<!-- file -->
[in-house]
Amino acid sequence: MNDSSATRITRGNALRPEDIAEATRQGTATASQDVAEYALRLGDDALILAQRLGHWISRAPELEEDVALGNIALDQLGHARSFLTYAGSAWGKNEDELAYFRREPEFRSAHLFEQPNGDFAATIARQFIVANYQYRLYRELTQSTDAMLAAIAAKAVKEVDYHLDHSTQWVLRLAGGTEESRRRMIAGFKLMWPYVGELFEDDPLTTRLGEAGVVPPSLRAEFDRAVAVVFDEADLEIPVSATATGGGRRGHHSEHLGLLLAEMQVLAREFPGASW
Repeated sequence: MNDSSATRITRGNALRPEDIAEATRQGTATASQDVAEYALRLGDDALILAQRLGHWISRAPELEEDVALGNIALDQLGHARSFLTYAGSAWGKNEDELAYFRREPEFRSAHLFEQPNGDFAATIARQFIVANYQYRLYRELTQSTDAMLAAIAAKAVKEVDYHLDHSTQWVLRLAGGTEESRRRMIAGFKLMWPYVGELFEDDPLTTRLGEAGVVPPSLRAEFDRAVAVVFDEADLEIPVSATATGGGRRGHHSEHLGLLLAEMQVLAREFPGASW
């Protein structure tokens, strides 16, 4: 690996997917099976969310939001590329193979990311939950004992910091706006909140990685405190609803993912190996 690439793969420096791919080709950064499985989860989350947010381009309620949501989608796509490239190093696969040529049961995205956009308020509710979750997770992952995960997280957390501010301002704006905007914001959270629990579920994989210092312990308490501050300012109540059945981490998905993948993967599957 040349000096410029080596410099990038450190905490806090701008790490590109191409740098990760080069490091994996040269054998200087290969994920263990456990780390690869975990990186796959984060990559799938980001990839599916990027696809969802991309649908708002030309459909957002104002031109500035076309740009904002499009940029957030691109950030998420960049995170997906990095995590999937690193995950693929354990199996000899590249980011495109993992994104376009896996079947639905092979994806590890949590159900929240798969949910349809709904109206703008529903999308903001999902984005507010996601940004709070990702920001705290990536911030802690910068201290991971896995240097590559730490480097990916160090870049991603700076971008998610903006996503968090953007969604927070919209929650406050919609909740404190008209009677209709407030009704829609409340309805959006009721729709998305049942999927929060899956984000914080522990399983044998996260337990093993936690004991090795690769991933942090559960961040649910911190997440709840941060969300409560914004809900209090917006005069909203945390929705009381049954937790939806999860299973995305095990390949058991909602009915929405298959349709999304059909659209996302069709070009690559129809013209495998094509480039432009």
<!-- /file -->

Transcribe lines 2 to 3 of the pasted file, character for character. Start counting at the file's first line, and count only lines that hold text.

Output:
Amino acid sequence: MNDSSATRITRGNALRPEDIAEATRQGTATASQDVAEYALRLGDDALILAQRLGHWISRAPELEEDVALGNIALDQLGHARSFLTYAGSAWGKNEDELAYFRREPEFRSAHLFEQPNGDFAATIARQFIVANYQYRLYRELTQSTDAMLAAIAAKAVKEVDYHLDHSTQWVLRLAGGTEESRRRMIAGFKLMWPYVGELFEDDPLTTRLGEAGVVPPSLRAEFDRAVAVVFDEADLEIPVSATATGGGRRGHHSEHLGLLLAEMQVLAREFPGASW
Repeated sequence: MNDSSATRITRGNALRPEDIAEATRQGTATASQDVAEYALRLGDDALILAQRLGHWISRAPELEEDVALGNIALDQLGHARSFLTYAGSAWGKNEDELAYFRREPEFRSAHLFEQPNGDFAATIARQFIVANYQYRLYRELTQSTDAMLAAIAAKAVKEVDYHLDHSTQWVLRLAGGTEESRRRMIAGFKLMWPYVGELFEDDPLTTRLGEAGVVPPSLRAEFDRAVAVVFDEADLEIPVSATATGGGRRGHHSEHLGLLLAEMQVLAREFPGASW